Most killers can be stopped. But how do you stop a death-obsessed cipher that crosses into the earthly plane from virtual reality? That's the question August's thriller Virtuosity poses when Sid 6.7, a psychopathic software program in human form, breaks the bonds of cyberspace. A computer-generated teaching tool used by Los Angeles police in 1999, Sid is a composite criminal, drawing traits from 183 of history's most homicidal maniacs, from Attila the Hun and Adolf Hitler to Charles Manson and Jeffrey Dahmer plus a touch of revered Chicago Symphony conductor Georg Solti (just because nobody's all bad).
What soothes this savage breast? His conceit ''that we all want to die and he's going to help us do that,'' says Russell Crowe, who plays the role, putting his own spin on a plot that gives an ex-cop (Denzel Washington) the job of hunting Sid down.
Crowe, a New Zealander who riveted moviegoers as an Aussie skinhead in Romper Stomper (1993), makes a super-suave sharpie of Sid. From Solti, he says, ''there's a whole lyrical part to his program that can be quite beautiful.'' From Mussolini he gets a taste for fine tailoring. From solid-state technology he gets a worry-free lifestyle. ''He's not made of bones,'' notes the lank, handsome Crowe, who was a gunslinger in The Quick and the Dead. ''His infrastructure is all liquid. You can sever parts of Sid's body, and all he requires is silicon to regenerate them.''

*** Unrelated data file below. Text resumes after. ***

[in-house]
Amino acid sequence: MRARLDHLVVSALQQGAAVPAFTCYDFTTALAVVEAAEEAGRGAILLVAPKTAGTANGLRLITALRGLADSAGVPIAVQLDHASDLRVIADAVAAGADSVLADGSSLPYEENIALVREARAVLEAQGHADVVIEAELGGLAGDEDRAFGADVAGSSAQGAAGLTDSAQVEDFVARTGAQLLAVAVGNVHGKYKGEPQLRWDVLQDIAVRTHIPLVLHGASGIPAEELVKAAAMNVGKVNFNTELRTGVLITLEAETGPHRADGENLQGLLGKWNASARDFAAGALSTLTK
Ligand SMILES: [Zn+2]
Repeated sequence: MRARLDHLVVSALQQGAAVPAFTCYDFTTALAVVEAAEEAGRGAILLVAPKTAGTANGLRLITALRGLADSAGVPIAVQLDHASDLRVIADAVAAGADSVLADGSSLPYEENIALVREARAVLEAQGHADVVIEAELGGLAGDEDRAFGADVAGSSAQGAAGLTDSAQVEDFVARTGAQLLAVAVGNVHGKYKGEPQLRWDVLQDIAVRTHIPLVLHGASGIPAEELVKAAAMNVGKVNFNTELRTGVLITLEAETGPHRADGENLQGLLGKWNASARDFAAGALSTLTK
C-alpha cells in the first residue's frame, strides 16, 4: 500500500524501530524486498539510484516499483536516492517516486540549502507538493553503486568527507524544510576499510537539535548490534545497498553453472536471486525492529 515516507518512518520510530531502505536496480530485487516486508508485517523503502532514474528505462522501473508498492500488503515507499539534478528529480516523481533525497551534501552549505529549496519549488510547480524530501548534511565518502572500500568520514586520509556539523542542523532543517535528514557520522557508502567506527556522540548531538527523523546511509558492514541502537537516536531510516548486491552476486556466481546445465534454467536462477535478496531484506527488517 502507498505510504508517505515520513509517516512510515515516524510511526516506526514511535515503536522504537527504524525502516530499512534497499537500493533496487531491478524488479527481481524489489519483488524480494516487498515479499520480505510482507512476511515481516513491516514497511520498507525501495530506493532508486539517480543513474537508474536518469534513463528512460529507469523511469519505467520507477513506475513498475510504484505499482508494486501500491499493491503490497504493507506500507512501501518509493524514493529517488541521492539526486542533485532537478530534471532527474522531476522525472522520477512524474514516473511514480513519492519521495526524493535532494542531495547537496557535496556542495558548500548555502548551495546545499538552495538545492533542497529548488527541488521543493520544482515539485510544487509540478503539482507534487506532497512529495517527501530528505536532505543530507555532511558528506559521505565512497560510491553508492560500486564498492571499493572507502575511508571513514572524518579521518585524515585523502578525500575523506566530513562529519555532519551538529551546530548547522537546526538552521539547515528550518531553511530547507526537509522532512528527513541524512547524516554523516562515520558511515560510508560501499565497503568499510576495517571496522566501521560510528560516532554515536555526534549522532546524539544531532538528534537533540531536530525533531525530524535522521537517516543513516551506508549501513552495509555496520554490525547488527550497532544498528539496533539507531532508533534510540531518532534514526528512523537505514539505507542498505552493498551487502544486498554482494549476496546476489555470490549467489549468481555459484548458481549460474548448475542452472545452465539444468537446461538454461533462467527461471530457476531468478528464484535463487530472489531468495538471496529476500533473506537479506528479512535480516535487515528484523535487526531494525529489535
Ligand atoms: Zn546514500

How did Crowe keep Sid's multifarious nefariousness straight? In the highest techie tradition, he reports: ''I have list upon list of murders on my laptop.''
Cool Tribute to Martinis and Bikinis
Island Records mogul Chris Blackwell plans to open a James Bond museum in Orcabessa, Jamaica, where Ian Fleming had his Goldeneye estate. What a stirring development!
The cool (actually ''really, really cold,'' says Mallrats director Kevin Smith) place to be this spring was Minneapolis, where Keanu Reeves, Cameron Diaz, Shannon Doherty, and the Mystery Science Theater 3000 robots came to shoot films."
Babe, the sightly sow starring in the August film of the same name, isn't one to be typecast as a wallower. She makes a dog of herself as one prizewinning sheepherder.